• w == 1 if the south neighbor exists or 0 if it doesn’t.

Finally, in the shader itself, we conditionally draw the outline based on the existence of each cliff’s neighbors. For example: we only want to draw the left outline if a given cliff has no neighbors to its west & south. This can be calculated, for each fragment, like this:

bool drawLeftOutline = vertexColor.r * (1 - neighbors.z) * (1 - neighbors.w) > THRESHOLD

3a. Waterfall Falloff circles

Crop of the original concept art looking at the bottom of the waterfall. Arrows point to the circles in the waterfalls.

These cutout circles get larger as the waterfall goes further and further down. They simulate the water particles losing cohesion and breaking apart as the force of gravity interacts with them.

To generate these circular holes, I use a voronoi noise texture. Essentially, the noise is a heightmap with circular hills:

Representation of the voronoi noise as a heightmap in blender.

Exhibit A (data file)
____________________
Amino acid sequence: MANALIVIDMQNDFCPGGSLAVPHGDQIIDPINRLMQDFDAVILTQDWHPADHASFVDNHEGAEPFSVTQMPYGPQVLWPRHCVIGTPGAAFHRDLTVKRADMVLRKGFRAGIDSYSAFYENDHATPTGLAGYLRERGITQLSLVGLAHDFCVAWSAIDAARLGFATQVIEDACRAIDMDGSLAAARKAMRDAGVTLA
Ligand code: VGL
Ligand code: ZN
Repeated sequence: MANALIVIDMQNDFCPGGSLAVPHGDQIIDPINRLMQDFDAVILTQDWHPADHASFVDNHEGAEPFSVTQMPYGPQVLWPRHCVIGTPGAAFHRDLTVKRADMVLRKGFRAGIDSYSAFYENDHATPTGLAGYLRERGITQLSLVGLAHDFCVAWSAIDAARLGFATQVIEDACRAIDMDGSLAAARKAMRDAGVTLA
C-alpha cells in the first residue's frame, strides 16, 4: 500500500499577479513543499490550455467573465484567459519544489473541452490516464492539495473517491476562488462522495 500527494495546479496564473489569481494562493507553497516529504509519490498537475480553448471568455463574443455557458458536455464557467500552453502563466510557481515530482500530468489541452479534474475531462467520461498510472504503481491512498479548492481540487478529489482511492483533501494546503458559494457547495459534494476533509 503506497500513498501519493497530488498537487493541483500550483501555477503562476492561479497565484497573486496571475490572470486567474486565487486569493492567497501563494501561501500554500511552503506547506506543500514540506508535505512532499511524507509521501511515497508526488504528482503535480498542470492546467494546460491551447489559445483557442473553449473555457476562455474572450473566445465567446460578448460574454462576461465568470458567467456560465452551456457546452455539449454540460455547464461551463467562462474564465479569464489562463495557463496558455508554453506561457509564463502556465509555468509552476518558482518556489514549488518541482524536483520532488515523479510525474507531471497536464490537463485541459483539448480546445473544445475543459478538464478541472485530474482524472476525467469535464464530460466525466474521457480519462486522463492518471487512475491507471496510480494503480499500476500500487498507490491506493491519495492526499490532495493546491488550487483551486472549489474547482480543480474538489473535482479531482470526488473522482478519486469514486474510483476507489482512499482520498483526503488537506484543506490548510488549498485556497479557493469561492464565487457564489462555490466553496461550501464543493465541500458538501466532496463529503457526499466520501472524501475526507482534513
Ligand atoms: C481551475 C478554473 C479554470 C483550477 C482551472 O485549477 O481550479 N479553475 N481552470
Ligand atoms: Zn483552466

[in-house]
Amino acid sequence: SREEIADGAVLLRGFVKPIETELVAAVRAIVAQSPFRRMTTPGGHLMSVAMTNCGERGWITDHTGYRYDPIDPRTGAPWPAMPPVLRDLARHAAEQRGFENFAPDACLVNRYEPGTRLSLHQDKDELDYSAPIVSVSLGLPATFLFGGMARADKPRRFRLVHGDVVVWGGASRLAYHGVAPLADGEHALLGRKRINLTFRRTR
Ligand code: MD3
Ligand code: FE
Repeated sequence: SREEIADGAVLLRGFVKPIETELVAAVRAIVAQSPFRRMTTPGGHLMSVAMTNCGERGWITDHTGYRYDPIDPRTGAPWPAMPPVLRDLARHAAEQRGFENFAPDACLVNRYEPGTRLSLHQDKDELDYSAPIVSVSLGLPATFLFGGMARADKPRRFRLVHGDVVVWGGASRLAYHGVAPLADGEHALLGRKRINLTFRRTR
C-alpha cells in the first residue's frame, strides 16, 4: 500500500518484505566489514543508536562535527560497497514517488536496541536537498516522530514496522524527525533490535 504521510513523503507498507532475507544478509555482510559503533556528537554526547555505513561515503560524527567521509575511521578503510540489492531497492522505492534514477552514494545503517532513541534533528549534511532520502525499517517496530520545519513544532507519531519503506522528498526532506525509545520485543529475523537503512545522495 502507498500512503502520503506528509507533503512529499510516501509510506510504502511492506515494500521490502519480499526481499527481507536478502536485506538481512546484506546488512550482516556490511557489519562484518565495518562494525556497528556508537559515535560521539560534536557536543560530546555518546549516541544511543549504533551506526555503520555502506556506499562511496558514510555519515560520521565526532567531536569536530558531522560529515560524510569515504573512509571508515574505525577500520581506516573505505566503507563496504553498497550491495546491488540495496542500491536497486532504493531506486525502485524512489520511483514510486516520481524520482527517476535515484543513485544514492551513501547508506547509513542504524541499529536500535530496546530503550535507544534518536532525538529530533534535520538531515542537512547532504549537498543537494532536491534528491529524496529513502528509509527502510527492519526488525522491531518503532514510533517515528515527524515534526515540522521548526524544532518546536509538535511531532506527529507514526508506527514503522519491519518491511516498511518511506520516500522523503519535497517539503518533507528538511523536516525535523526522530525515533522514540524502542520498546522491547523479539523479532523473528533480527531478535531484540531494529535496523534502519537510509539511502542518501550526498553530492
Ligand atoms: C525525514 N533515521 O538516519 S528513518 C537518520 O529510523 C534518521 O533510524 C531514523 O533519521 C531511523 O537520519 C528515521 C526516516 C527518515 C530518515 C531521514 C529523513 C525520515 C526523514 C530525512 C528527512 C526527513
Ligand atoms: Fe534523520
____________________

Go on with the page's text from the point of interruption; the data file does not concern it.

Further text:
You can imagine we’re intersecting those hills through the surface of the waterfall at a slant; near the top of the waterfall, the noise and the waterfall do not intersect, but as the water travels downward, the circular hills intersect more and more of the waterfall. Where the waterfall intersects with the hills, I clip the fragment.

Representation of the voronoi noise as a heightmap in blender along with a long rectangular prism. The heightmap intersects the rectangular prism near the bottom.

To achieve the effect where the circles become larger near the bottom, I stretch the texture in shader more and more as Y becomes negative using a pow function. (This was really difficult to figure out how to visualize, so no picture for this.)

Finally, I draw outlines around those cutout circles the same way we draw the isolines, only we sample from the voronoi map instead and use the cutout circle threshold value at each fragment.


That’s it! With all of these elements combined, we get our final result.